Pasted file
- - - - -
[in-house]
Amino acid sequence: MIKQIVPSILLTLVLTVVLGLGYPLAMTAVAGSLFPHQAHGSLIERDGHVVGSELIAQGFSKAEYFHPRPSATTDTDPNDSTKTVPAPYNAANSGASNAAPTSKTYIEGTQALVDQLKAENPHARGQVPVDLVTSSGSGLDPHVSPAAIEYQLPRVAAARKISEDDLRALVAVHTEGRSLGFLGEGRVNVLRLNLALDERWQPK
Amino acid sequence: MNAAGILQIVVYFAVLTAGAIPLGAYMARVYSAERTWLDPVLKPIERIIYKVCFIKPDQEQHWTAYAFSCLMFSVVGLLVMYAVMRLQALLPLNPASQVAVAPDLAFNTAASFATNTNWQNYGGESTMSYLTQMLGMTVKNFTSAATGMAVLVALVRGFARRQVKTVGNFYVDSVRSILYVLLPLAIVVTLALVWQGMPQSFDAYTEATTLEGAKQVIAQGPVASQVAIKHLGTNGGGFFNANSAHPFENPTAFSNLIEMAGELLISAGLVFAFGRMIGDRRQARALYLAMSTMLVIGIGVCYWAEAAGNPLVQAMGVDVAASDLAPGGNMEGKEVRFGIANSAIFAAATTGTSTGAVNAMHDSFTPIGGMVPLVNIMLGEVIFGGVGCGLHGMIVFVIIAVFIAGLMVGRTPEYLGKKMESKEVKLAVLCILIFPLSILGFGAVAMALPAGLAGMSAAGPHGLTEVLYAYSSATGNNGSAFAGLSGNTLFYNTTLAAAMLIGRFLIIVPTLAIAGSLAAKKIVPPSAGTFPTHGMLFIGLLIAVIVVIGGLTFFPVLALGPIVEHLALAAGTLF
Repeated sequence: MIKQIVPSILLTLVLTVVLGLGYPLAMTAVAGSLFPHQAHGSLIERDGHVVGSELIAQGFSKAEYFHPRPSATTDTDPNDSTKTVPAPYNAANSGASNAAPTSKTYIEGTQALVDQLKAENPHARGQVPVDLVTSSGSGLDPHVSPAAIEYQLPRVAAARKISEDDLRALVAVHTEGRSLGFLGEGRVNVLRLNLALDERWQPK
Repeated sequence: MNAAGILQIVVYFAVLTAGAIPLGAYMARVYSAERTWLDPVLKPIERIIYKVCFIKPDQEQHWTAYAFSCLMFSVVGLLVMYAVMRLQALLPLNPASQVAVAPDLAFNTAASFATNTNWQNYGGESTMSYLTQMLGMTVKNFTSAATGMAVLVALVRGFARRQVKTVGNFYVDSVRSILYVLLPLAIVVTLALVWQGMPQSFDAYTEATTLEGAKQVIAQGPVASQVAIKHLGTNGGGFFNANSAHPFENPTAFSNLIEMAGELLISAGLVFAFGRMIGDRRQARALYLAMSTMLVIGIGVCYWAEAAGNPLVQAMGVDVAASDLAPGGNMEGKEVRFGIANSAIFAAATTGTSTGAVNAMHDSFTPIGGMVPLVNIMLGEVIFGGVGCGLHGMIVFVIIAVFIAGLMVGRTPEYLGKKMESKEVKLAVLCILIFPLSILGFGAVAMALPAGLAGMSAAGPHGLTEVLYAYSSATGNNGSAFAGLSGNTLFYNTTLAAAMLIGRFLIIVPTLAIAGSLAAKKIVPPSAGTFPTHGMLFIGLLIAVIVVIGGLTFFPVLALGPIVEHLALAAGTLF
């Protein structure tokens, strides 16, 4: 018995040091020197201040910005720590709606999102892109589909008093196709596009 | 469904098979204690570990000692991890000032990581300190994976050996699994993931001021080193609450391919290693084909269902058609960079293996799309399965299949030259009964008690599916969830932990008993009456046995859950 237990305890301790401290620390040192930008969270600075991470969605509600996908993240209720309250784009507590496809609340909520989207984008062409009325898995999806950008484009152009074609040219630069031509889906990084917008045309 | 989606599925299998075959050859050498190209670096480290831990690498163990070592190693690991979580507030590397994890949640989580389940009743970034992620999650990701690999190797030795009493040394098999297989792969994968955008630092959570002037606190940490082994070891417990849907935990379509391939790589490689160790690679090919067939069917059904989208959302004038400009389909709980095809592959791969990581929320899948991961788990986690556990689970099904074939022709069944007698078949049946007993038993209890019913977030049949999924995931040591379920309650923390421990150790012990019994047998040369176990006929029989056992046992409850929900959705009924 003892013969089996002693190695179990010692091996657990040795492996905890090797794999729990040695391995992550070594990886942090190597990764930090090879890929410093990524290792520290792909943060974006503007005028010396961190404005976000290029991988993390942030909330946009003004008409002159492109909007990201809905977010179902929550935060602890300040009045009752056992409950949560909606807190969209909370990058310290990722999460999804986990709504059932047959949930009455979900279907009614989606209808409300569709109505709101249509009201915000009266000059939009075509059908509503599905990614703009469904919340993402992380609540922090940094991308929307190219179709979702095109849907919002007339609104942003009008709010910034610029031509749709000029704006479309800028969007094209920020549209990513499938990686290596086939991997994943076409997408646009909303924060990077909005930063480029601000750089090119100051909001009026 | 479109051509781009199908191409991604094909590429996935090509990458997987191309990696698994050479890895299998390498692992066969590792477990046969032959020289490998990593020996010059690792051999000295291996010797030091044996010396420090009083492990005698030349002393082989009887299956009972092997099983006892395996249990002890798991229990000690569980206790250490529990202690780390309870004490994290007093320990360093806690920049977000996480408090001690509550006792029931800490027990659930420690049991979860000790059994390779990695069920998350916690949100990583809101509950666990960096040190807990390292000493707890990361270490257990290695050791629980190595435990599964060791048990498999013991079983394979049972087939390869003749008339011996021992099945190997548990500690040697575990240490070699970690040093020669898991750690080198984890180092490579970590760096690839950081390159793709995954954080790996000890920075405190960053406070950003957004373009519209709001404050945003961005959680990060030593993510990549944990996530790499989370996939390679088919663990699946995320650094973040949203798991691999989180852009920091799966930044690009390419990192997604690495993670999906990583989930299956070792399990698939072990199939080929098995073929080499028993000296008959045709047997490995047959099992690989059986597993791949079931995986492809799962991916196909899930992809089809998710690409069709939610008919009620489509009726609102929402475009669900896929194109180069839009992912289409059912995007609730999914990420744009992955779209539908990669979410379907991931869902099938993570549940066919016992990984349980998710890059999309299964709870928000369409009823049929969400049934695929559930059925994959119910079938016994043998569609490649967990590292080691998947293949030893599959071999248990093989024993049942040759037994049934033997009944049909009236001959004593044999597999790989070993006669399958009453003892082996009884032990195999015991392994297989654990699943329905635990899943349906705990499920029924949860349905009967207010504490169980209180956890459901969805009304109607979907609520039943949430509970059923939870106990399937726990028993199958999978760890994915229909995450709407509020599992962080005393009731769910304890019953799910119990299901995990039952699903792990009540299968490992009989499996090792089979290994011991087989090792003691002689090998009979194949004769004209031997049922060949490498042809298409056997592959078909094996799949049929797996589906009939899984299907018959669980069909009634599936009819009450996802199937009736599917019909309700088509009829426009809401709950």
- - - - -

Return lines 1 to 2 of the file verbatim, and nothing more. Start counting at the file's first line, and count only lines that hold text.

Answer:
[in-house]
Amino acid sequence: MIKQIVPSILLTLVLTVVLGLGYPLAMTAVAGSLFPHQAHGSLIERDGHVVGSELIAQGFSKAEYFHPRPSATTDTDPNDSTKTVPAPYNAANSGASNAAPTSKTYIEGTQALVDQLKAENPHARGQVPVDLVTSSGSGLDPHVSPAAIEYQLPRVAAARKISEDDLRALVAVHTEGRSLGFLGEGRVNVLRLNLALDERWQPK